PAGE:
With the holiday season approaching, I wanted to write about family and traditions. I wanted to share stories about holiday meals and how to shop for the perfect gifts.
I mean, let’s be real: Do you know them well enough to get them a gift that they actually would like? Does the gift have personal meaning? Did you put thought into it, or did you buy it last minute after you secretly found out they were getting you something, and you had no idea you’d be exchanging gifts this early in your relationship?
If you aren’t sure about what to get, or if you aren’t sure about exchanging gifts at all, you can just ask them.
Communication in any relationship — romantic, platonic or familial — is very important. It’s one reason I love writing so much. Words have power, and great communication is healthy and leads to success.
This November column marks the 12th I’ve written for Her magazine. It’s my one-year anniversary of being successful in my writing career. This experience has been a great learning opportunity, as well as a networking opportunity.
I am proud of the columns I’ve published this past year. I’ve shared two pieces of my poetry with those who’ve chosen to follow my work.
Last November, my first article was about how hard the holidays are for me and for everyone else who’s grieving the absence of a loved one. I shared information about seasonal depression and how to navigate these difficult emotions.
This holiday season, I am missing my parents deeply. I’ve reached a milestone in my writing career, and I wish that I could share this with them. My mother also was a writer. I’ve written pieces for her that she’ll never get to hear.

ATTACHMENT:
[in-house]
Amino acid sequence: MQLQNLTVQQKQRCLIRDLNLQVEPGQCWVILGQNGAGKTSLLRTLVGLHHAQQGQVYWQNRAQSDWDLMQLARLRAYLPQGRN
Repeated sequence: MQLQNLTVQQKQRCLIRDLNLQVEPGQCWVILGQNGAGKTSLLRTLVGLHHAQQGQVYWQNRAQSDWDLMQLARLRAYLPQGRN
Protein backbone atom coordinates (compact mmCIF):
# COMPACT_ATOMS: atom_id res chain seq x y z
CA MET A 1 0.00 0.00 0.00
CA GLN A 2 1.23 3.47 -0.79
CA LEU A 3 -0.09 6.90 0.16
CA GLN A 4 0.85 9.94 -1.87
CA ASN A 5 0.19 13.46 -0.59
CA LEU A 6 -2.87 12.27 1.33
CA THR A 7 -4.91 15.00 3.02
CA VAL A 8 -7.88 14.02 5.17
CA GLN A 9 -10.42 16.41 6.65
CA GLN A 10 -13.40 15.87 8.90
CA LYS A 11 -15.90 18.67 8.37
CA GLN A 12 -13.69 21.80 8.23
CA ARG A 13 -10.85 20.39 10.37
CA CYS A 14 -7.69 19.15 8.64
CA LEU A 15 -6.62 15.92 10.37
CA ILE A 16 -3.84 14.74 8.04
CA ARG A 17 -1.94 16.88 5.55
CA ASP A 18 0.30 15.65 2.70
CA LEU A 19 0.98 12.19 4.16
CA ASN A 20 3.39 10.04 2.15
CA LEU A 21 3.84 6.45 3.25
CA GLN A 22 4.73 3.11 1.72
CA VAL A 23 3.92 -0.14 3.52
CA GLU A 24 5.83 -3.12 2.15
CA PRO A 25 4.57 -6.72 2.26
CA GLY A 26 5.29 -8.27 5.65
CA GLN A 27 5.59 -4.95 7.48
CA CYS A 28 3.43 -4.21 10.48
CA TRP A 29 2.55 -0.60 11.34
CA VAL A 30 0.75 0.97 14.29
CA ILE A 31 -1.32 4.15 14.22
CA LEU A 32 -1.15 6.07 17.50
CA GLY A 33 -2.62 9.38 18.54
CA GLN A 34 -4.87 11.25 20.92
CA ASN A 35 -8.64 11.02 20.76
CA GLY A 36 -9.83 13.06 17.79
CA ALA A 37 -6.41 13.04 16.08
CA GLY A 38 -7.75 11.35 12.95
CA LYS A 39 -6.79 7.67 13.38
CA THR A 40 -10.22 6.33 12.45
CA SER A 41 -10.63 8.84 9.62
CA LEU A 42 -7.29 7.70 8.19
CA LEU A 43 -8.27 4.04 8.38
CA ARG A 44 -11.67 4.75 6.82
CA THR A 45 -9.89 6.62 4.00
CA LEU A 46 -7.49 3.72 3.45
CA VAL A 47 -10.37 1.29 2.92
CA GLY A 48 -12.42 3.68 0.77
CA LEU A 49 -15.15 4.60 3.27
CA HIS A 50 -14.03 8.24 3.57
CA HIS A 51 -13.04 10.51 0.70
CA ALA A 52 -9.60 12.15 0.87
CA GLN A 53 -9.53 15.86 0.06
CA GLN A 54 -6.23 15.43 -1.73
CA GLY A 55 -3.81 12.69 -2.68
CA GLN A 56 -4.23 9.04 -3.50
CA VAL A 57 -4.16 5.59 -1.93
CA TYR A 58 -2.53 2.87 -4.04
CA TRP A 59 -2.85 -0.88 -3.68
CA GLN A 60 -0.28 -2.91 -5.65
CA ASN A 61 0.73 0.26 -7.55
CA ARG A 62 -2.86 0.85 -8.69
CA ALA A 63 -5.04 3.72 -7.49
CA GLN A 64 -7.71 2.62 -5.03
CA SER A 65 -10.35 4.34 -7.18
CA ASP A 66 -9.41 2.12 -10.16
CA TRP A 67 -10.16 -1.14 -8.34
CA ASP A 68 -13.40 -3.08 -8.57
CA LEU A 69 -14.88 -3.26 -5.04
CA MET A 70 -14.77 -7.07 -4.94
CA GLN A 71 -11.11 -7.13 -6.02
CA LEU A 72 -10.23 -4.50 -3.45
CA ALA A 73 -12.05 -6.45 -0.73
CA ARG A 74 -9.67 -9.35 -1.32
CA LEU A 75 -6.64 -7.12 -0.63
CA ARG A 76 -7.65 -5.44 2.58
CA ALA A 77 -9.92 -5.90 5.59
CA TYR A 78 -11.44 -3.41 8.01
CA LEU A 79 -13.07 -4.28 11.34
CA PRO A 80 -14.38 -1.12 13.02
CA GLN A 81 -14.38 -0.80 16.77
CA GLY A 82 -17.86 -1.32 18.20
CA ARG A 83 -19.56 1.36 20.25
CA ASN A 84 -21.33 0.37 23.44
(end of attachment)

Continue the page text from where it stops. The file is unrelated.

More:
This holiday season, all I want for Christmas is my parents, and I know that’s a gift no one can give me. I am struggling during this time to stay positive.
One thing I try to remember when I am missing my parents is that I know how proud they would be of me. I know how supportive they were and how supportive they would be if they were still here.
The holidays aren’t always about giving or receiving. This time also is a time to show gratitude.
With Thanksgiving approaching, I remember to remain thankful for everything I have going good in my life. At the time I’m writing this, my sister has come home to visit from the army. I’ve started a new job. I’ve reached my one-year anniversary doing something I absolutely love. School is fantastic, and I’m on track to graduate in April 2024.
I am fighting off seasonal depression, but I also have a lot to be happy about. I just hope this holiday season, in the mist of chaos, we all find something that makes us smile.
Rasharra Smith is a graduate student at the University of Dubuque.